Risk and Change Management

Change Management and Transition

There are essentially two ways that change takes place in an organization: continuous improvement, and change initiated at a tipping point. Continuous improvement has been promoted for many years by statisticians, quality management experts and lean enterprise advocates.1 However, Malone and Mouritsen point out that improving on a continuous basis is not sufficient. As indicated in the discussion above, organizations must improve at a rate compatible with the rate set by the industry and markets in which it competes.

A tipping point2 change occurs when a firm faces a severe condition that threatens its competitive position or survival. The examples mentioned above related to Eastman Kodak and the U.S. auto industry illustrate change initiated by tipping points. Eastman Kodak did eventually make changes compatible with the digital media and equipment market, but was too late and took bankruptcy in 2102. The U.S. auto industry survived by producing more fuel efficient autos, but during the transition lost a considerable share of their market to Japanese and European competitors. To avoid tipping point change many firms have developed teams of experts who attempt to identify industry trends, threats, and events that might initiate a tipping point change.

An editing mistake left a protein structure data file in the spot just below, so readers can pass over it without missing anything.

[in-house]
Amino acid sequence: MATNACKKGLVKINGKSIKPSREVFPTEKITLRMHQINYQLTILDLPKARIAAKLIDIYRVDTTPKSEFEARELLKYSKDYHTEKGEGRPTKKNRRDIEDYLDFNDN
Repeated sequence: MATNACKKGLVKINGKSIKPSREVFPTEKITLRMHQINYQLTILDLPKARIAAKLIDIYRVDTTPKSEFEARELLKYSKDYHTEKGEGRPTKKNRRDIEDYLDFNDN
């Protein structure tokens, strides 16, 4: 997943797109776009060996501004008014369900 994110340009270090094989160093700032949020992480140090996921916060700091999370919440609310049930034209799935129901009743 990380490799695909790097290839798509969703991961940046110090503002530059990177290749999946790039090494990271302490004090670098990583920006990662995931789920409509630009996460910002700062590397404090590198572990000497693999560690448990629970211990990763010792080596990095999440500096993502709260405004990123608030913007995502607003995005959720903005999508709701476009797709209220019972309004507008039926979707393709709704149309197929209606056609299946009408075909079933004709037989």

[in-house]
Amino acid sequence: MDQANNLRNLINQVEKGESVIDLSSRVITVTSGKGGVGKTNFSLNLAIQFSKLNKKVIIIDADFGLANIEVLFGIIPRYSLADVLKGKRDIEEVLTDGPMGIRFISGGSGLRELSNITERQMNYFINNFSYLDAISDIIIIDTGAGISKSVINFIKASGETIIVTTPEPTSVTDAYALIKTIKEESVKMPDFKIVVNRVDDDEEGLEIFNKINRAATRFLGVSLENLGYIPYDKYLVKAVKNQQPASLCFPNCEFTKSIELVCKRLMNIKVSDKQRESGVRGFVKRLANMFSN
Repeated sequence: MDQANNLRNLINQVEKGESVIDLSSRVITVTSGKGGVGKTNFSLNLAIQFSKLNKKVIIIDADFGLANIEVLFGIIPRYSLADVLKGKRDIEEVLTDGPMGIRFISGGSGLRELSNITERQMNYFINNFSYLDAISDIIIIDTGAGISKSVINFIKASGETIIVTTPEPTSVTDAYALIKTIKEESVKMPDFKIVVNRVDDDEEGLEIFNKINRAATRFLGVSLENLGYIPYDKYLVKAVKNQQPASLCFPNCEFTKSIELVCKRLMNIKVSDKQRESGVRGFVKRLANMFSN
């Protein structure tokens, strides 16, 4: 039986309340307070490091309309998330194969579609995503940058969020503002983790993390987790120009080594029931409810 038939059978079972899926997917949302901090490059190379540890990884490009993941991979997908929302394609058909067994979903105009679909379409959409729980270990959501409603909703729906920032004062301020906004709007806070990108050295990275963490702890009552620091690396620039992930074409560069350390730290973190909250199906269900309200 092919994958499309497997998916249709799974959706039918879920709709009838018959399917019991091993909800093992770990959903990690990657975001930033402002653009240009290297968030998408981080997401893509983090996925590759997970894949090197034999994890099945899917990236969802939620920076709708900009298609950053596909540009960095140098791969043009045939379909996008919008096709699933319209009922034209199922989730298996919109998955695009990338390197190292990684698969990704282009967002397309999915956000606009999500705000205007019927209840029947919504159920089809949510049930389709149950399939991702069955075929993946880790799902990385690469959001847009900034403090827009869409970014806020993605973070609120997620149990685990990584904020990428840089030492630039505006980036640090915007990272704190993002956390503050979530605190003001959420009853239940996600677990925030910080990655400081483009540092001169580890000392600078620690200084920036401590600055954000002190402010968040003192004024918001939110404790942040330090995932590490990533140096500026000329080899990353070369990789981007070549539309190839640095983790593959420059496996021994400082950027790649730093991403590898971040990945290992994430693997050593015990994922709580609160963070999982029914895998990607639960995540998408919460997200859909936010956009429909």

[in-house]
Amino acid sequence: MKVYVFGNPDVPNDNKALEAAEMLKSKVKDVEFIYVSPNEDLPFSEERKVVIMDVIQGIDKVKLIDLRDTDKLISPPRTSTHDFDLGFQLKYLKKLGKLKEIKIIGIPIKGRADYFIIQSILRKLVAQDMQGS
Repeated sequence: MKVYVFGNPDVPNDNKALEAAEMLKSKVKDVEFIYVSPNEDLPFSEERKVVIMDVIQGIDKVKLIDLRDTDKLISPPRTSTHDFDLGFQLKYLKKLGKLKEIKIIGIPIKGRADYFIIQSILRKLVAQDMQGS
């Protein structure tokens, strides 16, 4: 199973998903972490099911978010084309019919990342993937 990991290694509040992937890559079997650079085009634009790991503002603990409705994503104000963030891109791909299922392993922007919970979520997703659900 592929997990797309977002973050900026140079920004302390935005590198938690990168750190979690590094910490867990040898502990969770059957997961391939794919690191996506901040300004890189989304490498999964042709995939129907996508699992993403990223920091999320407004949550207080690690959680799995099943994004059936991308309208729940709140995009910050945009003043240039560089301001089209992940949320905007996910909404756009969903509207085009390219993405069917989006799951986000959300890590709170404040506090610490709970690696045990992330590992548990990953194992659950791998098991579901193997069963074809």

Change Management and Strategic Alignment

According to Balanced Scorecard authors Kaplan and Norton, "managing strategy is about managing change". Aligning change management with strategy includes selling a desired change internally, providing the necessary training, revising performance measurements to fit the change, and adopting the appropriate incentive systems. An organization must be able to sustain the change needed to execute the desired strategy from both technical and human resource perspectives (e.g., culture, leadership, teamwork).


The authors quote Andres who said, there is nothing permanent except change. However, there are risks related to any change and there are risks involved when not changing, or not changing fast enough. To survive, organizations must be diligent in predicting, adapting, and aligning change with a carefully designed strategy.



1 See MAAW's sections on Continuous Improvement, Deming's Management Theory, Quality Related, and Lean Enterprise.

2 See Gladwell, M. 2002. The Tipping Point: How Little Things Can Make a Big Difference. Back Bay Books. (Summary).